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Smokeless Tobacco and Smoking Cessation Program

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					Smokeless Tobacco and Smoking Cessation Program
A Program from the Society of Otorhinolaryngology-Head and Neck Nursing, Inc.
By Jan Adams, RN, BSN, MPA, CNA, CORLN
8/12/2008

Train the Trainer
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This course will assist you, the trainer, in presenting the SOHN Smoking Cessation Program to your patients, community and for yourself if you are a smoker A CD of the Program is provided for your use.

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Presenting the Program
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The SOHN Smoking Cessation Program is designed in four parts. The entire program can be presented in one sitting or broken into smaller sessions. Statistical information is provided to help the Trainer be better informed about tobacco and tobacco products.

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Why are we here?
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This course is presented to make you aware of the effects of tobacco, how it affects your performance and what resources are available to assist you in stopping tobacco use

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What we will discuss
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Facts and Figures about tobacco use in the US Health risks associated with tobacco Cigarette and smokeless tobacco use and abuse How to quit-tips

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Smokeless Tobacco and Smoking Cessation Program Overview
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Session One: Tobacco Abuse: Facts and Figures
Complete registration information Verbalize an understanding of the program Schedule “Quit Day” Complete the tobacco use record

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Smokeless Tobacco and Smoking Cessation Program Overview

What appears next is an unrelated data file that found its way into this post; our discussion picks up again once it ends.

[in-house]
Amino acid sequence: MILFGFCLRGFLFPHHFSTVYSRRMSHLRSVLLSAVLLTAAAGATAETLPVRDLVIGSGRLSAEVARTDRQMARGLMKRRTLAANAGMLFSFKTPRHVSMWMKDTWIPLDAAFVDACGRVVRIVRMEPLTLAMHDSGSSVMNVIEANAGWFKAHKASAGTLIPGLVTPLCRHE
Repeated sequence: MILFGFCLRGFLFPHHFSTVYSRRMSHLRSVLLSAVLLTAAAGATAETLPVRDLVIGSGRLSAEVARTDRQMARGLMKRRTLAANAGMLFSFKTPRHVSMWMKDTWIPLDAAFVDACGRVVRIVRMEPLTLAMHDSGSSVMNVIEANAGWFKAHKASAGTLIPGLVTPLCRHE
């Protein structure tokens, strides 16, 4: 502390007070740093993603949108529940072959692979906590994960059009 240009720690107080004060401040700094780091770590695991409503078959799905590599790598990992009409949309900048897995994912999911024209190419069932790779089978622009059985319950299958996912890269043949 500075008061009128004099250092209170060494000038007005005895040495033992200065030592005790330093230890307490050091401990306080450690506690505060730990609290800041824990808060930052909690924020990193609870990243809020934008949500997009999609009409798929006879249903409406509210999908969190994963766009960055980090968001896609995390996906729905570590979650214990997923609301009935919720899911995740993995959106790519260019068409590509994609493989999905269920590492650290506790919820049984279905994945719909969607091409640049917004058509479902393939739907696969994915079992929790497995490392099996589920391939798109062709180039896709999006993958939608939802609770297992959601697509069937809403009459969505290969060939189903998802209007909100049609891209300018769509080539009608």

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Session Two: Smoking Cessation: Issues and Strategies
Understanding addiction Identify stages of behavior What are the effects of tobacco on the body Coping Strategies

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Smokeless Tobacco and Smoking Cessation Program Overview
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Session Three: Quitting Effectively
Quit day Withdrawal Symptoms Quitting tips

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Smokeless Tobacco and Smoking Cessation Program Overview
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Session Four: Maintaining a Tobacco Free Life Style
Strategies that help Handling a lapse Identify methods to remain smoke-free References

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Recommendation from the CDC and Public Health Service on Insurance coverage
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Tobacco use treatment DOUBLES quitting success rates Cover at least 4 30 minute sessions including telephone and individual counseling Cover both Rx, OTC and prescription meds Provide counseling and meds for 2 attempts/yr Eliminate or minimize copays

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Facts and Figures
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46 million Americans smoke cigarettes - 25% of the population Most prevalent is age 25-44 Average age to start smoking is 14.6 years old One out of every 5 high school students smoke 4400 children between the ages of 12 and 17 use tobacco for the first time every day

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Facts and Figures 2004 – Age Estimates
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18-24 yo – 28.5% 25-44 yo – 25.7% 45-64 yo – 22.7% Over 65 yo – 9.3% Men – 25.2% Women – 20.0%

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Facts and Figures (Con’t)
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In 2002 - 28.4% of high school students used tobacco In 2002 - 13.3% of middle schoolers used tobacco Unfortunately, from 2002-2004 this percentage has not changed

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Trends in Tobacco Use
2002
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2004
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Non-Hispanic 21.7% Pipe use 3.7% Hispanic cigar use 10.8%

Decreased to 17.1% Pipe use is 1.7% Cigar use is 13.3%

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Of Importance
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Among smokers <18 years old 63.9% were not asked for proof of age to purchase tobacco 62.1% were not denied their purchase when proof was shown 15.1million (41.1%) of adult smokers have stopped at least once

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Prevalence of Tobacco Use
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Indian/Alaska Natives – 40.8% Caucasian – 23.6% African American – 22.4% Hispanic – 16.7% Asian – 13.3%

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Source: CDC, May 2004